Dryslwyn Castle - Sarah Woodbury

Dryslwyn Castle

Dryslwyn Castle is built on the same ridge as Dinefwr Castle. It is likely that Lord Rhys, the ruler of Deheubarth in the 12th century, maintained a stronghold in both places, although both castles were rebuilt in stone by later rulers.

Dryslwyn Castle as it exists today “stands on top of a hill overlooking the Tywi valley. Its date of construction is unknown but the similarity between it and neighbouring Dinefwr Castle suggest that it was built at a similar time and possibly by the same person. The most likely builder was Rhys Gryg who occupied Dinefwr in the early 13th century, or possibly his son Maredudd, who inherited Dryslwyn from his father.

By the late 13th century the castle at Dryslwyn had developed into the largest native Welsh castle in South Wales. In 1277 the English king, Edward I sent an army into Wales to defeat Llywelyn ap Gruffudd. Maredudd’s son, Rhys, who had inherited Dryslwyn after his fathers death in 1271, surrendered without a fight and was allowed to keep his castle. Dinefwr Castle was not as quick to surrender and as a result was forfeited by the king. Dryslwyn now had an English neighbour, a situation that was not well received by Rhys who felt he had a claim to the lands. In 1287 Rhys, enraged by years of border disputes with his English neighbours, captured the castles of Dinefwr,Carreg Cennen and Llandovery. The English response was swift and an army of 11,000 men recaptured the castles and defeated Rhys after a three week siege at Dryslwyn. Rhys escaped but was eventually captured and executed for treason.” http://www.castlexplorer.co.uk/wales/dryslwyn/dryslwyn.php

Can anyone say irony.  During the 1282 war, Rhys found allegiance to Edward better suited his needs and did not support Llywelyn ap Gruffydd in his quest to maintain and independent Wales.  Whoops.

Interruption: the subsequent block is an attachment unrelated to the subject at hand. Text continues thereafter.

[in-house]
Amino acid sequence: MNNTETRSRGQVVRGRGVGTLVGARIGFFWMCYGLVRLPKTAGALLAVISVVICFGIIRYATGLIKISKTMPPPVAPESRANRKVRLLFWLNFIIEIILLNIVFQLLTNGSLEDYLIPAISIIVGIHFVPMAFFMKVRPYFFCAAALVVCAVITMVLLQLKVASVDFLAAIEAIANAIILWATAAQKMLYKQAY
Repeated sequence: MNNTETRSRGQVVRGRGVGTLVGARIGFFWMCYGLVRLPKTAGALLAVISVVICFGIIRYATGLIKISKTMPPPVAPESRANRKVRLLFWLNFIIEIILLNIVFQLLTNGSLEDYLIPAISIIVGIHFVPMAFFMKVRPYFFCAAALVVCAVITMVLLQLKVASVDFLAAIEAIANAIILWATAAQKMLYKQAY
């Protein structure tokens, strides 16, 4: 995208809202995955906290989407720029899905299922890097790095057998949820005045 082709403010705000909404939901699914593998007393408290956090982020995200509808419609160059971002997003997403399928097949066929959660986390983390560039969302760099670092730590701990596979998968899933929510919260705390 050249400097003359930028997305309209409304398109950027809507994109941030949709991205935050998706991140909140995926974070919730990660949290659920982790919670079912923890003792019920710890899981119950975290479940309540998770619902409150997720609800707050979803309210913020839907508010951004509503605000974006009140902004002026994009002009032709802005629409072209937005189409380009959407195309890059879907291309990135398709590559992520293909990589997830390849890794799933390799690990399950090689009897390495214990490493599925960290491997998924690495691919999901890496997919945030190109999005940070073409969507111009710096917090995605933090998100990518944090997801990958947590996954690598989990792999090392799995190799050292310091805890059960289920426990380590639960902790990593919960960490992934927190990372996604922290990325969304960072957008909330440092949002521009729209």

10 Replies to “Dryslwyn Castle”

  1. Why do I get the feeling, that when we meet Hywel in the 4th book,
    he is going to be a dislikable brat like Dafydd(Llwellyn’s brother)

    (Note: ARRRRRGH! This is the ONE fact that i hate about Welsh culture:
    both heroes and villians share the same names.)

  2. Also, where are Daffydd’s sons (the Daffydd who’s Llewellyn’s brother)in the series? They were already born at this time, weren’t they, and still quite aliv?

    1. They are alive and quite young. Yes, Llywelyn has taken over Powys–he got the all of Wales after Prince of Time.

  3. And does this mean, that Llywelyn has taken over Powys, since Owain ap Gruffydd was reported to have fled from Wales in the 1285 war.

  4. Wow, and Gruffydd ap Gwenwynwyn is just as bad.
    And speaking of that old goat, where is he?
    Did he die in the 3 year gap?

  5. Irony.

    But is he the same Rhys who’s one of the lords didcussing whether David should go to a meeting with King Edward in Footsteps of Time?

    If he is, he changed his mind quick enough.

    1. He is Rhys ap Maredudd, mentioned with his cousin, Rhys Wynod, in the latter half of Footsteps in Time. In ‘real’ history, he was alone among the major Welsh princes not to support Llywelyn ap Gruffydd. I figured after the victory over Edward in the book, he would have seen the writing on the wall and switched sides 🙂

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